Iraq bombing
An explosion is seen during a car bomb attack at a Shi'ite political organisation's rally in Baghdad.Reuters

A series of explosions rocked an election campaign rally in Baghdad, killing at least 31 people and injuring dozens.

The Islamic State of Iraq and the Levant (ISIL), a breakaway group from al-Qaida, has claimed responsibility for the blasts that took place at the Industrial Stadium, where about 10,000 people had gathered to take part in a rally organised by the Shiite Asaib Ahl al-Haq group.

The ISIL said the blasts, which happened a week before national elections, were in retaliation to the massacre and expatriation of Sunnis by Shiite militia groups such as al-Haq.

Over 9,000 candidates, mostly Shiite, are in the fray for 328 seats in the national parliament.

One of the blasts was triggered by a suicide bomber at the rally in which the militant Shia group was to announce its candidates for the next week's election.

The stadium was shattered by the blast as a play on the 7th century martyrdom of Imam Hussein, Shiites' most revered saint, was being enacted. Following the bombing, guards reportedly started firing in all directions.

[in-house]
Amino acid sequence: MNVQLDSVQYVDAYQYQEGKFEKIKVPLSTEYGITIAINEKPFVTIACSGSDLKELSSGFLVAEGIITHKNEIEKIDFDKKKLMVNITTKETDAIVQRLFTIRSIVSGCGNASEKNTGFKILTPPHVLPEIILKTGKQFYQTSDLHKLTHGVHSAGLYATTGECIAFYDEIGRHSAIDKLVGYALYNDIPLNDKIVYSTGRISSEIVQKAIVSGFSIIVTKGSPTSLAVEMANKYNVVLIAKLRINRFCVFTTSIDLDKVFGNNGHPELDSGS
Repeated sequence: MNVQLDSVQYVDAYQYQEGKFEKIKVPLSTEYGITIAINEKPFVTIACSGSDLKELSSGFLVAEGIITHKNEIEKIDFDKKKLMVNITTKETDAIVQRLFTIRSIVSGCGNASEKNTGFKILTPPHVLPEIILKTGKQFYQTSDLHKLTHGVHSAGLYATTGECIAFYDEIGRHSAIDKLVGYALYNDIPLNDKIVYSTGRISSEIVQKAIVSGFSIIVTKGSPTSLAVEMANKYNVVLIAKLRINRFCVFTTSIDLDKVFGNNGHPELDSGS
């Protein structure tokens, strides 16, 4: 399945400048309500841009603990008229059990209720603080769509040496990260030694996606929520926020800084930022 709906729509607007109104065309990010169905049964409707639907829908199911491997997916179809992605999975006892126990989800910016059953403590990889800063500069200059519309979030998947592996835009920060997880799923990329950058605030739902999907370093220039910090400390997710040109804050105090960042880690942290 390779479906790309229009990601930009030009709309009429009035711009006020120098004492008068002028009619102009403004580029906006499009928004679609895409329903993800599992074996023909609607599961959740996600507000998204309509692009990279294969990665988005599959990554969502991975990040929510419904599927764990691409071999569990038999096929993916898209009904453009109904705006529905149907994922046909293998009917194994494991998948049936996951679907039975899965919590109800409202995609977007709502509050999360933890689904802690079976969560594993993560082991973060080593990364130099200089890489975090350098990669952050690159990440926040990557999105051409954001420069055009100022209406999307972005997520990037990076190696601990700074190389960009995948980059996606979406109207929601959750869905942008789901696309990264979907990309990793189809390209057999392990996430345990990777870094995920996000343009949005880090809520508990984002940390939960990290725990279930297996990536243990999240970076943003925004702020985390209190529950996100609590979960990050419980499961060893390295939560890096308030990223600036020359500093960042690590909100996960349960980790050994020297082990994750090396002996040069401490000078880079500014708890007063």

"I saw four charred bodies and several wounded people asking for help. There were also several damaged cars. Then, other blasts took place. People were in panic," Abu Sajad, a witness, told AP.

Iraq is plagued by sectarian strife between the country's Shiite majority and the Arab Sunni minority, and more than 8,000 people were killed in violence last year.

As many as 1,400 people were killed in the first two months of this year, according to UN estimates.

In the neighbouring Syria, President Bashar al-Assad's forces are fighting Sunni rebels affiliated to al-Qaida linked groups.

The al-Haq group is supporting Assad, who belongs to the Alawite sect of Shia faction, in the ongoing civil war in the country which has had a cascading effect on the security situation in neighbouring Iraq.